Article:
I don't know if the Cherry Creek Mall in Denver, Colo., is a haven for thieves, but, in recent days, shoplifting seems to be something of a trending topic there.
Last week, a man lost a finger when a bag in which he had a newly-bought iPad was ripped from his grasp by a mean-spirited thief. Now it appears that another shoplifter's brazen behavior at Cherry Creek Mall led to unfortunate consequences for two employees of the Sprint store.
According to the Denver Westword, Paul Shoemaker and Mike McGhee, were about to head off to a well-earned break when they saw an alleged shoplifter being chased by a security guard.
Like responsible citizens, they, well, sprinted after him. Which was quite brave, given that the iPad theft had only occurred the day before and, Shoemaker told the Denver News, "I was working at the time [of the iPad robbery], and you could see drips of blood--a trail of it on the lower level down by the food court."
Shoemaker and McGhee caught the shoplifter and pinned him until the 7th Cavalry arrived.
You might think that someone at Sprint might have commended them for their actions. You might think that their somewhat heroic posture might have reflected well on the strength of the Sprint brand. You might think, therefore, that sidewalks are made of custard.
For Shoemaker and McGhee were reportedly fired.
It didn't seem to matter that, once the suspect was arraigned, it was revealed that he had targeted the same Apple store as the iPad theft and was allegedly in possession of over $500 worth of Apple software.
Shoemaker told the Denver Westword: "The lady at the Apple store was so thankful. And she told me, 'We've been sending you business over the last week,' because a drive that Sprint supports works really well with their iPad. They were telling people to come over and get it from us."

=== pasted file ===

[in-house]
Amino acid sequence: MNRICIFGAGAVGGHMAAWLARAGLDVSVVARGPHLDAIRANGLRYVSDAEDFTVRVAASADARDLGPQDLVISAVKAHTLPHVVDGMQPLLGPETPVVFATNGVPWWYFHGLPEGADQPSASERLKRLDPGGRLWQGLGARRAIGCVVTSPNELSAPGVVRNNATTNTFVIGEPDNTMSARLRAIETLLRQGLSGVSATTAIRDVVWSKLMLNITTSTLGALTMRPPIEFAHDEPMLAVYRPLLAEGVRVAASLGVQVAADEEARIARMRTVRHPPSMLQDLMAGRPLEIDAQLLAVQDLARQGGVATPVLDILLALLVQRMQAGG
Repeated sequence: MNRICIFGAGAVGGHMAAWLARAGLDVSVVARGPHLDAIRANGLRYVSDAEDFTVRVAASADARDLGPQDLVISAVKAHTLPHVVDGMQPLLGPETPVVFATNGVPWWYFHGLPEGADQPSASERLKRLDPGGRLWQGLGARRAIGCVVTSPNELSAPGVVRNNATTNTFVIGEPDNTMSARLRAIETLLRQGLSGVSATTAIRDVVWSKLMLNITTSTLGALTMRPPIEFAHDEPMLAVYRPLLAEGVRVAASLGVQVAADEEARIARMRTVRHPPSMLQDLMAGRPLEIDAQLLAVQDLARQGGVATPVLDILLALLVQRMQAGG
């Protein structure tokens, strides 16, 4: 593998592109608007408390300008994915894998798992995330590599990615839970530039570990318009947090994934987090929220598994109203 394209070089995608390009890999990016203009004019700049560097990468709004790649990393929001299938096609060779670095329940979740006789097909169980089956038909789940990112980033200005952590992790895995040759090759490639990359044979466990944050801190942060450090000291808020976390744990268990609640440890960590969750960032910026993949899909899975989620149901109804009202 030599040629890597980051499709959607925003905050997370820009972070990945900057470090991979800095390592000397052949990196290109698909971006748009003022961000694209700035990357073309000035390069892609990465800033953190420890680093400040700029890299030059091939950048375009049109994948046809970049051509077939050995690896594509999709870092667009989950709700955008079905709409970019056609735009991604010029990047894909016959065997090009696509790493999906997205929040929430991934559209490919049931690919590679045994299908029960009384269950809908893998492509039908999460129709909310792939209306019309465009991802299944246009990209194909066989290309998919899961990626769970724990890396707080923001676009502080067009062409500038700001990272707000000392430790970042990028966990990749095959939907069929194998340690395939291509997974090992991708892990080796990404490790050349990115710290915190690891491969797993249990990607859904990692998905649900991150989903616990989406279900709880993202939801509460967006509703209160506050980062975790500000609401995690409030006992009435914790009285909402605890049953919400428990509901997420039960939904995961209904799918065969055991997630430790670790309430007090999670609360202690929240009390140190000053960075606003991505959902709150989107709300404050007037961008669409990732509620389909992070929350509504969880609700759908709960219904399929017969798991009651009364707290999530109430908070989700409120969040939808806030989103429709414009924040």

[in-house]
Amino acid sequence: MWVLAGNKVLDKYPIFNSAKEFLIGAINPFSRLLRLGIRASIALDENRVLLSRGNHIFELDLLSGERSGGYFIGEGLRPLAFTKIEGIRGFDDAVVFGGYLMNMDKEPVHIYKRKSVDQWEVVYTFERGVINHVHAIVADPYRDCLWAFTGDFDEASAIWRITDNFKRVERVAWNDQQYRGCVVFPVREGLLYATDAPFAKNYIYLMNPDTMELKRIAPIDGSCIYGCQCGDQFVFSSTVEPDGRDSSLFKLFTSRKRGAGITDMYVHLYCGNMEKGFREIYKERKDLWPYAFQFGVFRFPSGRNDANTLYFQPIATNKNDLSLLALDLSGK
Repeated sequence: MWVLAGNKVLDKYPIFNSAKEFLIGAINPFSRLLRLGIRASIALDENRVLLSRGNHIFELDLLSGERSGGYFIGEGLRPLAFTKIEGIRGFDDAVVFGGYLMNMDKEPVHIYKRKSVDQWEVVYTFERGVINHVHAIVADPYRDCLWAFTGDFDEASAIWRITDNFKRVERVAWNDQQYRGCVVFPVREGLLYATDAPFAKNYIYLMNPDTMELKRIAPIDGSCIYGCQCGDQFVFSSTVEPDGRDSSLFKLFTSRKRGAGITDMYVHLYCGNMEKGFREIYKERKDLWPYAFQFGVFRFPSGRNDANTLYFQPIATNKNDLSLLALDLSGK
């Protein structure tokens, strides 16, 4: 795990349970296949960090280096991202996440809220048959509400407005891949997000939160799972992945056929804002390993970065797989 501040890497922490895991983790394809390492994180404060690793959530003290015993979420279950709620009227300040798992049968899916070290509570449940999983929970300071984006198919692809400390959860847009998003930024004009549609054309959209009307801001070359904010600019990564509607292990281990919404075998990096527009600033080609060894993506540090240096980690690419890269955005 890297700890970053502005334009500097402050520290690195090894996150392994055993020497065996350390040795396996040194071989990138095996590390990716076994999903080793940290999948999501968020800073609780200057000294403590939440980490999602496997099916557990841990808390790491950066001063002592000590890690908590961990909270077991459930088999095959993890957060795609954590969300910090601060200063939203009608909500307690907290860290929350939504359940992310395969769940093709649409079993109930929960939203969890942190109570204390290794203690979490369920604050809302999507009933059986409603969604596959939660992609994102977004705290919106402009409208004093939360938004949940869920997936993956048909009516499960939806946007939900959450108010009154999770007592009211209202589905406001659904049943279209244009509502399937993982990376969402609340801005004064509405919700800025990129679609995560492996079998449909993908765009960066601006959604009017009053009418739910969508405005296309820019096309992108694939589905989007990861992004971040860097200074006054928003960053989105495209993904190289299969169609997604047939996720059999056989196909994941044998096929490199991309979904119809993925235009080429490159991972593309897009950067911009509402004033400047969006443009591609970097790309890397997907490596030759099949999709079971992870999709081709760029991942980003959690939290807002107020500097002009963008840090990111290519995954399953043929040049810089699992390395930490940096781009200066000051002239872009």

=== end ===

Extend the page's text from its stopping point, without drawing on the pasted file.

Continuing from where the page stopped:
Sadly, it seems someone at Sprint corporate was not fond of their heroism or the way they had boosted business. Unbeknownst to the two Sprint sprinters, the company has a rule about employees not intervening in shoplifting. This was something they only discovered when they were given their marching papers.
Though stunned, they still don't seem to resent Sprint. They just wish they hadn't been let go for ensuring a shoplifter didn't get away. It wasn't as if the chase happened on Sprint premises, and the two were on a break.
Still, they seem remarkably sanguine in the circumstances. They have created a Facebook page, on which McGhee wrote: "I want to tell everybody out there that we do not want you to hate Sprint and their service, we want people to continue to be Good Samaritans and look out for each other."
The two already have more than 870 Facebook friends and are looking for work at a difficult time, particularly for Shoemaker, who has just got engaged.
Sprint declined to comment on the incident, citing privacy concerns to Denver-based ABC affiliate News7. But the company's actions do seem very slightly one-eyed. One can only hope, however, that Shoemaker and McGhee get jobs soon. Perhaps the Apple store might have a couple of openings?